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Republican presidential nominee Donald Trump speaks as Democratic presidential nominee Hillary Clinton (R) looks on during the final presidential debate at the Thomas & Mack Center on the campus of the University of Las Vegas in Las Vegas on Oct. 19, 2016.
Mark Ralston—AFP/Getty Images
James Richardson is a former spokesman and advisor for the Republican National Committee and Governors Haley Barbour and Jon Huntsman.

The final debate Wednesday between businessman Donald Trump and former Secretary of State Hillary Clinton resembled something closer to a white-knuckled episode of The Jerry Springer Show, the eponymous chair-hurling, maybe-baby-daddy tabloid talk show, than a policy exchange of equals vying to lead the most powerful nation on earth.

Flanked in the audience by the mother of a slain U.S. diplomat killed in the Sept. 11 attack in Benghazi and the estranged, Kenyan-born half-brother of President Barack Obama, both his special guests, Trump used his final opportunity opposite his Democratic rival to hurl rhetorical chairs at women, at Latinos—and, indeed, at sound electoral strategy.

In a matter of days, Americans will elect their next president, the individual seen most fit by the collective wisdom to shepherd the nation’s economy and to control the nuclear codes. But even now, with the election cresting the horizon, Trump continues to stage-manage his campaign as though it were a tawdry reality television competition.

Imagine how a President Trump might organize seating at an official state dinner: the South Korean envoy at North Korea’s table, Palestine sharing elbow space with Israel, Pakistan refusing to pass the pepper to India. The attendance would be tremendous, the most-watched state dinner in American history. Believe me.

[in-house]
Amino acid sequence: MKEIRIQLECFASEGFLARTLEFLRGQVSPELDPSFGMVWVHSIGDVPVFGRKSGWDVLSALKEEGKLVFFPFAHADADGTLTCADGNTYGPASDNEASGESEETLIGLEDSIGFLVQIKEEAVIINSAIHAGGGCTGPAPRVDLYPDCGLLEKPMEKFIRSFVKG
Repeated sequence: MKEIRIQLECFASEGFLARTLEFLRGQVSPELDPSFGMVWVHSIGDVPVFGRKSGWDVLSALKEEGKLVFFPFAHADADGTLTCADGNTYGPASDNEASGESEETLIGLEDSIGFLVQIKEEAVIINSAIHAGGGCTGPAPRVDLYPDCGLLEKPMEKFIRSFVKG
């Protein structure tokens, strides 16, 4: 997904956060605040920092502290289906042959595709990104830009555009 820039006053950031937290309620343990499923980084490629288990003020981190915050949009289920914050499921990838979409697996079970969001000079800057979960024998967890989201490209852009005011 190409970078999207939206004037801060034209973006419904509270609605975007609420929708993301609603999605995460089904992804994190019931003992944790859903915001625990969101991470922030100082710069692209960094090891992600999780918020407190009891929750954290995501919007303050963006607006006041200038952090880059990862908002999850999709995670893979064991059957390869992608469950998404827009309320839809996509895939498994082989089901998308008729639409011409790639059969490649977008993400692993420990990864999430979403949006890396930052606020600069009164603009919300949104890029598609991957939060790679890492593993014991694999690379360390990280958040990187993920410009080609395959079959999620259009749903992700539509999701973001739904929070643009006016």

Indeed, if there was any justice in this world, this year’s seemingly unending campaign would, in fact, be a reality competition. Americans would not vote to install a candidate in the White House but to boot one from the island. (And rest assured, too, that Trump would win that elusive third Emmy for his performance, assuming those effete Hollywood elites don’t rig the system.)

Trump’s enablers, like the uber-polished Kellyanne Conway, pledged to conservative skeptics like myself that our nominee would treat this election—and all those down-ticket candidates whose fates are jointly tied to his as sure as cement shoes in a deep lake—with the gravity it deserved. That he would pivot. That he would win.

There were moments Wednesday when the fantasy of a well-behaved, almost-persuasive Trump seemed possible, that in this late hour the Republican might breathe new life into his hobbled bid even as he sought to disorient Clinton with cheap psychological theatrics seemingly on loan from the producers of the “Real Housewives” franchise.

But Trump’s staging didn’t rattle Clinton, who delivered a balanced, if demure, performance. Instead, it was Trump who repeatedly swam upstream for his opponent’s calculated bait.

Asked to respond to overwhelming evidence of sexual misconduct, Trump suggested a vast left-wing conspiracy by professional “nasty woman” Clinton to manufacture binders of fellow lying women.

Asked if he would accept the results of the election next month, Trump said he would keep America “in suspense.” Suspense! You’ll have to tune in next week to see if the insurrection materializes, folks!

Enough with the melodrama. Enough with the dog whistles. Enough with conflating reality television and presidential politics. Enough with Donald Trump. The only solace in Trump’s television competition-turned-campaign is that Americans can soon enough tune him out.

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